Thanks to the talents of Sharon Huntley, a variety of bands were booked and  concerts went off without a hitch. She must have an in with the weather man as even on rainy days, the sun shown for all of the concerts and there was no need for the indoor venue.

Special thanks to Peter LaBelle who coordinated press releases and handled the business end of things.

Thank you to all involved. To show your thanks, and to support the 2014 concert series, make a tax deductible contribution to the CCCA, PO Box 605, Cavendish VT 05142. 

Select board (SB) meetings are recorded by LPC-TV and are available at their website and on Comcast Television.

At Monday night’s SB meeting the following items were discussed:
A. Town Roads/Paving Projects/Gravel
• Town Paving: Reclamation on Twenty Mile Stream Rd begins on Aug. 13, and depending on weather, should be finished by Friday Aug. 16 or the beginning of the following week. Work on Tarbell Hill will also begin. Richard Svec, town manager, expects that the roads should be repaired and paved by the end of August.

• Chubb Hill Road: A number of residents who live on or near Chubb Hill Road came to the meeting to express their frustration. The signs of a new road, bisecting the Davis property,  have been in evidence for more than two years. It has been frustrating to see cones and hay bales blocking what is a much safer access to Route 131 from Chubb Hill. Svec explained that the permit from the state was obtained on June 15 and the VTrans site visit took place shortly thereafter. Legally, the town is required to hold a public hearing and needs to provide a 30 day warning period from the announcement of the hearing. On August 19, at 5 pm,  the Select board will site visit the Chubb Hill area, which will be followed by a hearing at the town office. Anyone wishing to comment on the project, and become part of the record, needs to do so at the Aug. 19 meeting.  If there are no objections, the work to open the road will begin immediately.

In order to make the changes to the access road, Chubb Hill will be closed for one-two days. If all goes well, the new access road will be operational by August 23. Closing dates will be posted to the Cavendish VTFacebook page and blog as soon as they are known.

• Gravel: The town obtained a volume of raw material from VELCO as they constructed the Coolidge Substation. This has now been crushed. Lesser quality gravel will be used for projects such as the shoulder areas of Tarbell Hill, while the higher quality gravel will be used to line ditches, fill mud holes in the spring etc. A question was raised about whether the town’s gravel pile would survive a flood like Irene or if  it would be washed down the river. Svec and members of the board explained that the gravel pile was not impacted by Irene and is not expected to be in the event of future flooding.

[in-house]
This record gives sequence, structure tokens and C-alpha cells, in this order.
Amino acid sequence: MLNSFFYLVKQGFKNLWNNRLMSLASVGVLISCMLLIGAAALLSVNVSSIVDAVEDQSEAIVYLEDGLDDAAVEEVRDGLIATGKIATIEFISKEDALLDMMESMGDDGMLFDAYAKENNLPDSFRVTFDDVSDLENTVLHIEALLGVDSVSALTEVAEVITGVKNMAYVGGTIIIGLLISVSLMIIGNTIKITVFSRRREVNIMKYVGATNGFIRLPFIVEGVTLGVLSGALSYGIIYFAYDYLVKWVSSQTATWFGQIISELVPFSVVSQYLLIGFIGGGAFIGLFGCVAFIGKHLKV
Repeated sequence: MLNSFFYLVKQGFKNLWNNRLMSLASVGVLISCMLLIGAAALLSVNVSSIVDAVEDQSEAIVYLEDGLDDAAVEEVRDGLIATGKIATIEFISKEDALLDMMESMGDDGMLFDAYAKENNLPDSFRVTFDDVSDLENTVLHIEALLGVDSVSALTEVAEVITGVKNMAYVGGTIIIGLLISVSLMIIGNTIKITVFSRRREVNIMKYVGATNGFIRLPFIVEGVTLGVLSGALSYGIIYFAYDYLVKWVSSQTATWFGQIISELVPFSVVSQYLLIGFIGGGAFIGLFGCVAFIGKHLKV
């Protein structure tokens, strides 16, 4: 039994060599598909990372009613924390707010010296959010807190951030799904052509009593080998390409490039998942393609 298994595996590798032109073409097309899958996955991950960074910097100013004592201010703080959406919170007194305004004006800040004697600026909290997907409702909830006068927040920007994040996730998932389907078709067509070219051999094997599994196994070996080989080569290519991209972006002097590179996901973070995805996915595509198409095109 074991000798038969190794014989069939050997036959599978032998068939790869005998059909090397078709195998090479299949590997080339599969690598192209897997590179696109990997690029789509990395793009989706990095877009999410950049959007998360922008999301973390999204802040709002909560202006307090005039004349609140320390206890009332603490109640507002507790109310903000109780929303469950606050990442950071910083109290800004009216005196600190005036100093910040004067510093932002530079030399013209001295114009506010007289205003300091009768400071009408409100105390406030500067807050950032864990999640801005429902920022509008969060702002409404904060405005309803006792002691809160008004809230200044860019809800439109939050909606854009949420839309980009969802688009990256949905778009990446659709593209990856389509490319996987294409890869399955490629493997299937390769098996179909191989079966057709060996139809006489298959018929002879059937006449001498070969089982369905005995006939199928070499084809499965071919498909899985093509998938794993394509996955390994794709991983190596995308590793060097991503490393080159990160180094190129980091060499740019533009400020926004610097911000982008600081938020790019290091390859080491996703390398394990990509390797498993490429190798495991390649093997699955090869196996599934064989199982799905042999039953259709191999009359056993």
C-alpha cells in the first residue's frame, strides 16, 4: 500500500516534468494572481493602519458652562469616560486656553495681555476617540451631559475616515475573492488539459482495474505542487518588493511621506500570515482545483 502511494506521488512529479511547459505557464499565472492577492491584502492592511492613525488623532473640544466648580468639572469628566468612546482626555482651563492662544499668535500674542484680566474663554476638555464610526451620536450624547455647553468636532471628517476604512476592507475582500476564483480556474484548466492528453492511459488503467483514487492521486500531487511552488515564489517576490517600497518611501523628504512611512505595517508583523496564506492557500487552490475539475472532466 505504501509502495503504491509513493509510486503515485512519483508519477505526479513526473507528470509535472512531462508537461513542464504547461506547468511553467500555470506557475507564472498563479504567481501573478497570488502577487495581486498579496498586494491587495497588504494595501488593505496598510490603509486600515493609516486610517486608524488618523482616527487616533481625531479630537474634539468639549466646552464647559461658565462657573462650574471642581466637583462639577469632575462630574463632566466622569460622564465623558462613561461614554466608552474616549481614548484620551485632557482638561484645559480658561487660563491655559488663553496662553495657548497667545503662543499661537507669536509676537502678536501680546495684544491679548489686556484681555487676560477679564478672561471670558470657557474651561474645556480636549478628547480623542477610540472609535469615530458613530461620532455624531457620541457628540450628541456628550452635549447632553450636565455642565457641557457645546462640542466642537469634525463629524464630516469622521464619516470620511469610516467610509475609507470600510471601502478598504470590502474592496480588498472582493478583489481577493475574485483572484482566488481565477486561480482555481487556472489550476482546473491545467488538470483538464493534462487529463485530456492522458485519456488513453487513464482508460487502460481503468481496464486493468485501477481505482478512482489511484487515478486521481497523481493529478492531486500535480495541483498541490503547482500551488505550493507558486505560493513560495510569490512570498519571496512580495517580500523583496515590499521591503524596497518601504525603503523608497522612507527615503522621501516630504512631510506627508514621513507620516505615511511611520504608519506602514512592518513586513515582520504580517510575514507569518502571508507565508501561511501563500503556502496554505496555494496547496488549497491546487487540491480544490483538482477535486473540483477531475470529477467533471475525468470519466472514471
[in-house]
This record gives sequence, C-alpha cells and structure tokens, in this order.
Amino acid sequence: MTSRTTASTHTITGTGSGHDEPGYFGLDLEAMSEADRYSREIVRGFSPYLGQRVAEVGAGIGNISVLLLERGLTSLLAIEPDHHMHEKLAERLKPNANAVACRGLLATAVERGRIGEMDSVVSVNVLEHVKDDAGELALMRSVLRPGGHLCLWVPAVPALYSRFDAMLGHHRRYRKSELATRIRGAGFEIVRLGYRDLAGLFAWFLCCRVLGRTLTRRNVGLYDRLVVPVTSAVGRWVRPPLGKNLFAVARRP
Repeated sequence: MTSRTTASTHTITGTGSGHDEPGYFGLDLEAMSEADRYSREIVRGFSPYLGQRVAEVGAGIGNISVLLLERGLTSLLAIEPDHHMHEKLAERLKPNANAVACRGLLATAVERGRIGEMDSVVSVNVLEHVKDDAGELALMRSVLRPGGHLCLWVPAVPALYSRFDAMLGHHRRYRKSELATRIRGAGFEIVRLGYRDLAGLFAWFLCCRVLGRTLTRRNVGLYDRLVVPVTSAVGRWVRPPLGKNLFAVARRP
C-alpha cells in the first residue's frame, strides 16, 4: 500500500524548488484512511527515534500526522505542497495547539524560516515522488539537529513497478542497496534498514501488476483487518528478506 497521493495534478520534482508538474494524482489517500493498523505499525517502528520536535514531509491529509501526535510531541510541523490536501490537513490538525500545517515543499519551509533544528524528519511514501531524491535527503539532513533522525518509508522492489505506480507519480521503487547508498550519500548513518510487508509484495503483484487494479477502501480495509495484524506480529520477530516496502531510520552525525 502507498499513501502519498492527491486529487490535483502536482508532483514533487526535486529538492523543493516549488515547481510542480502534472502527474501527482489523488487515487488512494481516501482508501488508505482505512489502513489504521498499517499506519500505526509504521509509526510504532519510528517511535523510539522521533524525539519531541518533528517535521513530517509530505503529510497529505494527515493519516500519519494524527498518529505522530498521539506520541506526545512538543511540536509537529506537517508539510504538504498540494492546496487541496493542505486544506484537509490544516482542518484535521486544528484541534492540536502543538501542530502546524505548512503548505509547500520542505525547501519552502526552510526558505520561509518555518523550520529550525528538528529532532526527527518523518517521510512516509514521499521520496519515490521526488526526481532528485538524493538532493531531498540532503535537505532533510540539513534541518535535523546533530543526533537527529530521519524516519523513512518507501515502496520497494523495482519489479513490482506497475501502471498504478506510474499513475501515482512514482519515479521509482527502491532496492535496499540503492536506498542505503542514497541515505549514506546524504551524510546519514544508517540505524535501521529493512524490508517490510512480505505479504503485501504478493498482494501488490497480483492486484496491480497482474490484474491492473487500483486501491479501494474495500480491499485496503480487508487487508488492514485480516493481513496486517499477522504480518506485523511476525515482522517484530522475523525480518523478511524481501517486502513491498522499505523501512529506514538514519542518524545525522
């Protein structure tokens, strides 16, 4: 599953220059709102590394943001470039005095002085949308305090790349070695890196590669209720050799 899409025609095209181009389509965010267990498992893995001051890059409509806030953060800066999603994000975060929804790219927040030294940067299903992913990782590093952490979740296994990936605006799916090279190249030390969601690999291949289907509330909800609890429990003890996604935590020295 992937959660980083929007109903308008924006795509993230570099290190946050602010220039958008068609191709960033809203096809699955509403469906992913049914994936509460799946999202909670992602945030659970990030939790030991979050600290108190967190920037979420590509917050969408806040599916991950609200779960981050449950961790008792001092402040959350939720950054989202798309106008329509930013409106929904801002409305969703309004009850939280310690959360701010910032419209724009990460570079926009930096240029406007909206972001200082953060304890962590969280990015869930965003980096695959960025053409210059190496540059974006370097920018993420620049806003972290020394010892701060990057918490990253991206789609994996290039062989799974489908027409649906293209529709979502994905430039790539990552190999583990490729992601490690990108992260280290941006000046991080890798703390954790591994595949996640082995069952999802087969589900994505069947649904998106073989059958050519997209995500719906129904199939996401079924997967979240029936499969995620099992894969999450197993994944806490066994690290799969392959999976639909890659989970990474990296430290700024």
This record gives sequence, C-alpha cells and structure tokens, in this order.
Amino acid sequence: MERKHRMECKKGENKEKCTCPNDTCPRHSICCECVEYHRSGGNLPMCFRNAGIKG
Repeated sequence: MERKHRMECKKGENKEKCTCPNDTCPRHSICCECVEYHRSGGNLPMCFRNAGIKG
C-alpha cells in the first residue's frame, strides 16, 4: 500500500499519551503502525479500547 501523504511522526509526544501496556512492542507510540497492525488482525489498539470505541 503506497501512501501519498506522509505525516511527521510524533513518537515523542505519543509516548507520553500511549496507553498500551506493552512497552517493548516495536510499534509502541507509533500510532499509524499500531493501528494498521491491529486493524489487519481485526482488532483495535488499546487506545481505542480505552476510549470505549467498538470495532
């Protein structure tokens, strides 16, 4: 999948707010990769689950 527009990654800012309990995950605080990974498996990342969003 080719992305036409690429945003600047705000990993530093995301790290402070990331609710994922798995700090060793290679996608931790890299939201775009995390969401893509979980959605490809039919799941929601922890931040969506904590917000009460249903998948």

B. Sustainability
• Zero Sort: Given the fluctuations in the price of recyclables, the Select Board will need to consider what will be best for the town in terms of paying for the Zero Sort service- a fixed rate over the period of the contract or a variable rate based on the rise and fall of the prices of the recyclables. This will be discussed at a dedicated meeting. More information is needed to determine if the town would be best served by ordering a new compactor or going with a used one. Factors like warranties may offset any cost savings from purchasing used. In addition, the Board wasn’t sure if there would be a lag time from the point of purchase to installation for a new compactor. Progress continues at the site and the concrete pad, on which the compactor will sit, will be poured this week. This work is being done in house by Assistant Water Operator Randy Shimp, who has 11 years of experience working with concrete.

The board again discussed how best to educate the community about Zero Sort, arranging volunteers to help see that it’s implemented correctly. As there are several other environmental projects which residents need to be aware of, the board voted to use the town’s bulk mailing permit to send out information on Zero-Sort and several other projects (PACE and Efficiency Vermont programs).

You can learn more about Zero Sort recycling by going to theCasella Zero Sort site